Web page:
Yeltsin's decision to issue a decree on Estonian independence guaranteed that the dissolution of the Soviet Union would be quick, because it foreshadowed the notion that the borders of the union republics should become the borders of the post-Soviet states. It meant that the dissolution process would be peaceful, precisely because independence would result not from struggle or long negotiation but rather from unilateral Russian action. And it created in the minds of Yeltsin and many other Russian leaders an expectation that the Balts and other non-Russians would be grateful and thus remain friendly to Moscow. (That hope was inevitably misplaced, at least in the case of the Baltic States; but its existence helps explain why Moscow has acted and continues to act in the way that it does.)
The decree had equally fateful consequences for Yeltsin and Russia. While many around the world had cheered Yeltsin's heroism during the failed coup only a few days earlier, few world leaders were willing to view him as the president of an independent country. His recognition of Estonian independence changed all that. Many countries around the world hurried to recognize Estonia -- in the next 10 days alone, more than 40 did so. But in doing that, they were implicitly recognizing Russia as an independent state as well. That was not well understood by many diplomats and politicians at the time, although there was widespread understanding that such steps constituted some kind of recognition of Yeltsin's right to act as the predominant leader in Moscow.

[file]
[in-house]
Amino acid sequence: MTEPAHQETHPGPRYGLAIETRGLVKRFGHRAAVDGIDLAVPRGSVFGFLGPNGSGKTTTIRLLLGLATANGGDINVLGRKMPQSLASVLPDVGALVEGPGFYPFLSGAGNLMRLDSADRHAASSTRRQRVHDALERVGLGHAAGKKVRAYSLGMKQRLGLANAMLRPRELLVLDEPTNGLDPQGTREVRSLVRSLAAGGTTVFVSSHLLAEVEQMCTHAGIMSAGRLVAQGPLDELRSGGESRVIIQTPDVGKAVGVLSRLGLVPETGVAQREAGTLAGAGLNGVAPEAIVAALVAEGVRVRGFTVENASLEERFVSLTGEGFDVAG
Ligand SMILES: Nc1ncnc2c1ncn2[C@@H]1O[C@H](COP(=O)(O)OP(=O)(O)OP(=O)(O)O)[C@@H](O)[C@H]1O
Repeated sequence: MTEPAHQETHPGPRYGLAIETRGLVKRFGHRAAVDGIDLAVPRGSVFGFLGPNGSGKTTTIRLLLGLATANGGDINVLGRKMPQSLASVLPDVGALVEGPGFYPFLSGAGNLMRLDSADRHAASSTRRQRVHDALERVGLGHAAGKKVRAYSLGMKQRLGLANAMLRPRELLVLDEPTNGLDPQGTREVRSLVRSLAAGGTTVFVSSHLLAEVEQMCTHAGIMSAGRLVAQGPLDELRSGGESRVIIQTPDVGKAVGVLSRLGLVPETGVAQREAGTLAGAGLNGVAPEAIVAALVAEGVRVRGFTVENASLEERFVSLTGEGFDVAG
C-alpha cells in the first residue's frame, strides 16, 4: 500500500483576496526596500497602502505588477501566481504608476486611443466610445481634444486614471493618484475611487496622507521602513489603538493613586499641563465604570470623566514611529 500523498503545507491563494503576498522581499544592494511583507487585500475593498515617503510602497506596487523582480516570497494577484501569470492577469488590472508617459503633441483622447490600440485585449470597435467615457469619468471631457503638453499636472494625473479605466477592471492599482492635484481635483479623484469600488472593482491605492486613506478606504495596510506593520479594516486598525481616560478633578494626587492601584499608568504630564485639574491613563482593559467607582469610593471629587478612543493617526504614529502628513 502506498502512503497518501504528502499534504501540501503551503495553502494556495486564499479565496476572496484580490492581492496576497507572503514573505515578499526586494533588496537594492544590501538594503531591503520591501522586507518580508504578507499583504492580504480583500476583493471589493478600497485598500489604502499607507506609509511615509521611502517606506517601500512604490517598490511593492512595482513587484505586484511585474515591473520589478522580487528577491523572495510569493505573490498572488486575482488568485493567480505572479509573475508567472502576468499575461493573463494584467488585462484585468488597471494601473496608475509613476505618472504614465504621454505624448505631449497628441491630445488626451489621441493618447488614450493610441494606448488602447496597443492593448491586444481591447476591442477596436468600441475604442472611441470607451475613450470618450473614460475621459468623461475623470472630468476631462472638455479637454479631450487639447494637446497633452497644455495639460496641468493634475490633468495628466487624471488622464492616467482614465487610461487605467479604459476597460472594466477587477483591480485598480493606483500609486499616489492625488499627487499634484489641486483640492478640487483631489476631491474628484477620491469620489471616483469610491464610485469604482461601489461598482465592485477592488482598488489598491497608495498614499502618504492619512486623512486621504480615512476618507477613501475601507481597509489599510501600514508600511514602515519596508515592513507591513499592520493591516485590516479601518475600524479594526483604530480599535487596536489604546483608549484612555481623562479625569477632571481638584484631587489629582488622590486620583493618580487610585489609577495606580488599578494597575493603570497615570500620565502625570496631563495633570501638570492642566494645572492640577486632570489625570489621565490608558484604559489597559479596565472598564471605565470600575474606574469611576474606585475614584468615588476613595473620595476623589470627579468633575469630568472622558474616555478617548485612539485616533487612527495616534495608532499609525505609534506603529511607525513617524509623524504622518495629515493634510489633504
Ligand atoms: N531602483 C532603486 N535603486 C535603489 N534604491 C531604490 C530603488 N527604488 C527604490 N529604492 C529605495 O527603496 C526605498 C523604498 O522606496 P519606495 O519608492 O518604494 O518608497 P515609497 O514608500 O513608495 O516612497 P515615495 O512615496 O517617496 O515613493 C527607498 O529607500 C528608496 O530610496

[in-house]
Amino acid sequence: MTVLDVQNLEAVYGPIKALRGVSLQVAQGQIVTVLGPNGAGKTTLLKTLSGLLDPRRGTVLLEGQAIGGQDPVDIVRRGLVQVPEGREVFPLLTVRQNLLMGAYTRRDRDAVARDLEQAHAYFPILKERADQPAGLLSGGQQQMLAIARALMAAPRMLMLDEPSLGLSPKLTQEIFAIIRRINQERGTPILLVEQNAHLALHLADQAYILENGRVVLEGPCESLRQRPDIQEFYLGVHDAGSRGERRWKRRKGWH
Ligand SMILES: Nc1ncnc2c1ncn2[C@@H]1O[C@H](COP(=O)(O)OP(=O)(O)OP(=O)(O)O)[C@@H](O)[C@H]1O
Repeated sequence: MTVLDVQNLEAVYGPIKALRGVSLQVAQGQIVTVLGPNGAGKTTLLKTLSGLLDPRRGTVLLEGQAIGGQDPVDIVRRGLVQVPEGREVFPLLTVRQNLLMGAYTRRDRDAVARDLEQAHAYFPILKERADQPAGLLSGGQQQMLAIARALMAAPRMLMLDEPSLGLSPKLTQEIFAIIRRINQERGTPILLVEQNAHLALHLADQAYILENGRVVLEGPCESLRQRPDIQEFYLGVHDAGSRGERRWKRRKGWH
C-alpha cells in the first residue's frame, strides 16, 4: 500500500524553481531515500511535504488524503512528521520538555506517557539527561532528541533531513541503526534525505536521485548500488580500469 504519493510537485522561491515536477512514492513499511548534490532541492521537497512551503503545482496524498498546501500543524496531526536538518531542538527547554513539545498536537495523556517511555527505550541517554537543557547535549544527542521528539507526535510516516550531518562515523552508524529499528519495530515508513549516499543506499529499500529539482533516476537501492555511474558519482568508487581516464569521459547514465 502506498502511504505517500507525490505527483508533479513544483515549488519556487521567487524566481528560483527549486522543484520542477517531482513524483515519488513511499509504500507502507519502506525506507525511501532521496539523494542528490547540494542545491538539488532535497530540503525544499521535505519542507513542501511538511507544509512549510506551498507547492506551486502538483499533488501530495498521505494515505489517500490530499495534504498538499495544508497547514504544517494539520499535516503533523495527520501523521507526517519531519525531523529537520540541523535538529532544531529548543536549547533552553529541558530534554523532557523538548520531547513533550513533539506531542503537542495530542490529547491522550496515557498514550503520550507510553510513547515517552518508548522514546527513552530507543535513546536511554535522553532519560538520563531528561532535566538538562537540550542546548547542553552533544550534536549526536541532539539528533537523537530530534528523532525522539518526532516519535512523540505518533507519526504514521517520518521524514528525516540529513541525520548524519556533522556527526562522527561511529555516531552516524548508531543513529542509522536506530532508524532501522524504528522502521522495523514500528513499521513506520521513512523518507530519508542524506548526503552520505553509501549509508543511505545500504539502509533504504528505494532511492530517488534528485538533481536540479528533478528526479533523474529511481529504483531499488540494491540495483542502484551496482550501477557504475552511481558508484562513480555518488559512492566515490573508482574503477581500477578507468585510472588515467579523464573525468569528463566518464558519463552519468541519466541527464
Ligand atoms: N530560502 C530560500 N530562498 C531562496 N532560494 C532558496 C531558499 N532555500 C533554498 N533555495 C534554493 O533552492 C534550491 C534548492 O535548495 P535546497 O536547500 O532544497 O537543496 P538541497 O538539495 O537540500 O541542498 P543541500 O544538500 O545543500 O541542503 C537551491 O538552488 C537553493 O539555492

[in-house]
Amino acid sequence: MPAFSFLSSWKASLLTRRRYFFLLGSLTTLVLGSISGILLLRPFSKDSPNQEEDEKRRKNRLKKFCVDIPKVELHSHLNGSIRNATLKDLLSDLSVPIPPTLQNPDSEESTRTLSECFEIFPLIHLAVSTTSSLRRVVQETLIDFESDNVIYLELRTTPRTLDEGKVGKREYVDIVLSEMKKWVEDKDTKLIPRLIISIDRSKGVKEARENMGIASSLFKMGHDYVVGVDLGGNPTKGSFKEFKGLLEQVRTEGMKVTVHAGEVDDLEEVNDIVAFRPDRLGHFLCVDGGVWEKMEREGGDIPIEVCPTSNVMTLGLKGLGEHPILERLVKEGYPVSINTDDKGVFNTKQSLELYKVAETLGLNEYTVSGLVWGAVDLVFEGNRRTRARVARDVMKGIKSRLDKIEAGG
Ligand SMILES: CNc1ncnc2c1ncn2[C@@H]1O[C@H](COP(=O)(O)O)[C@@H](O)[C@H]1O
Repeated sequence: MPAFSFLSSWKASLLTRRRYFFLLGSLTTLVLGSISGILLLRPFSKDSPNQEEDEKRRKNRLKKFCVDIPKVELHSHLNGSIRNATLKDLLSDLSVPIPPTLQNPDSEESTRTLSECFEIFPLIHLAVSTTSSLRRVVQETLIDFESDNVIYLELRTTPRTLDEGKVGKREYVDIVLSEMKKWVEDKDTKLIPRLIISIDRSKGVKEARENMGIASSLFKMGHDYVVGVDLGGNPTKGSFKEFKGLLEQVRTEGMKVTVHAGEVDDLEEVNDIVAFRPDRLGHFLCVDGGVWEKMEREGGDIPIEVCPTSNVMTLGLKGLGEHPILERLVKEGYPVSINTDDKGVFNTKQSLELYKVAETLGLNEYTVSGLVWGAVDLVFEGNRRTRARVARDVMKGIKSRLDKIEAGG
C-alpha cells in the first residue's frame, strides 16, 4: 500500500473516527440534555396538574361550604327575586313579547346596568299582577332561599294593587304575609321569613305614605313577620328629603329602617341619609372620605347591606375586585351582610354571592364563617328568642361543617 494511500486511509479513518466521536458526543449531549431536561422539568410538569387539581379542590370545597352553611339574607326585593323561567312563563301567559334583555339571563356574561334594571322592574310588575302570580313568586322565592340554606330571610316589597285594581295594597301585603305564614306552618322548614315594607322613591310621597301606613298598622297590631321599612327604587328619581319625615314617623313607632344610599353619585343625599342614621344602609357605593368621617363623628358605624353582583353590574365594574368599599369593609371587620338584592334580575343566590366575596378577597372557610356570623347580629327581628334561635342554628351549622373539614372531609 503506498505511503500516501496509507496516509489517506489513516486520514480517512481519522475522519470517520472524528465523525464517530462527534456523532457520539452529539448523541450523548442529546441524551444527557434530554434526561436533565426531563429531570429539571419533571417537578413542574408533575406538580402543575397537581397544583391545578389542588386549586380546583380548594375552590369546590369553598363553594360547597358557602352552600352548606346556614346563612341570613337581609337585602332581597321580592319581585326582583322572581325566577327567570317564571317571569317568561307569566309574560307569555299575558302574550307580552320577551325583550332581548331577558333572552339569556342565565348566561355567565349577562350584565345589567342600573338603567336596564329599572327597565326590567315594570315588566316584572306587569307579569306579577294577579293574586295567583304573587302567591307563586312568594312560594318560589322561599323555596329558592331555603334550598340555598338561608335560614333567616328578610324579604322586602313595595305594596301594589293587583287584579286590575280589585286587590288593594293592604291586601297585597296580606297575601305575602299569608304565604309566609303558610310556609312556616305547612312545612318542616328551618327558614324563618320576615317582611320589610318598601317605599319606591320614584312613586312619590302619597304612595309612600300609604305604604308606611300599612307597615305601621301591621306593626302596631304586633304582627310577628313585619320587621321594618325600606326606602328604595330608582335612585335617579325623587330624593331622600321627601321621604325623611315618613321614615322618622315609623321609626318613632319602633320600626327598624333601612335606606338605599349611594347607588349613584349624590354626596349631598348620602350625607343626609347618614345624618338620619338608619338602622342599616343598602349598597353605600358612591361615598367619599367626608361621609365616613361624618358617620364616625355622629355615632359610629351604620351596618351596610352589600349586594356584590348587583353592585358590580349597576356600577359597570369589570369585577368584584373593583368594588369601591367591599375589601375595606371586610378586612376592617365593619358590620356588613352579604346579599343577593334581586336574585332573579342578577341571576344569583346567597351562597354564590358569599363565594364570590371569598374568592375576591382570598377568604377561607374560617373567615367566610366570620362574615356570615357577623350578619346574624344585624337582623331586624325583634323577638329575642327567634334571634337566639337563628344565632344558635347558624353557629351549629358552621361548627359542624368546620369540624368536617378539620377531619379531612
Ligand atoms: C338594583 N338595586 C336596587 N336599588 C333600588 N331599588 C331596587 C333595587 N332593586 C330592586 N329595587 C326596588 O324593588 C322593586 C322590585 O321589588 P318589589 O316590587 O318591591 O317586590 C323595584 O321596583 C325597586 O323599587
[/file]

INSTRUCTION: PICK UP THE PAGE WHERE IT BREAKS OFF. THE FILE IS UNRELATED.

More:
Given the attachment many Western leaders felt to then Soviet leader Mikhail Gorbachev because of the changes he had brought about both inside the USSR and in Moscow's relations with the outside world, many world leaders were reluctant to recognize Estonia. But by acting on the Estonian demand for independence, Yeltsin effectively forced their hand, thereby gaining just as much for himself and his country as the Estonians had gained for theirs.
In the longer term, Yeltsin's action may have an even greater impact. By righting an historical wrong, it contributed to the moral renewal of the Russian people, who also had suffered under Soviet power. Even more important, it was a significant step in Russia's retreat from empire, which has given many hope that the Russia of the future may become a country living at peace with its neighbors rather than a cause threatening their existence.
Yeltsin's decree also helped transform the international system, posing a set of challenges to world leaders that all of them are still grappling with. It ushered in a post-Soviet and not just post-Cold War world. In addition to pushing aside Gorbachev and the USSR, it destroyed many of the landmarks of the bipolar world that had guided the foreign policies of the great powers since the end of World War II.
Most immediately, Yeltsin's decree helped to recreate what had been a major security challenge in Europe prior to 1939: coping with the zone of weak states caught between Moscow and Berlin and between the Baltic and Black Seas. Indeed, much of the current debate about the eastward expansion of NATO and the EU and about Russia's role in this region can be seen as the working out of the consequences of the August 1991 decree.
Finally, Yeltsin's recognition of Estonia six years ago served as a reminder that, despite the hopes of some and the fears of others, history has not ended and that individuals and nations can transform the world, regardless of the forces arrayed against them.
Reprinted with permission of Radio Free Europe/Radio Liberty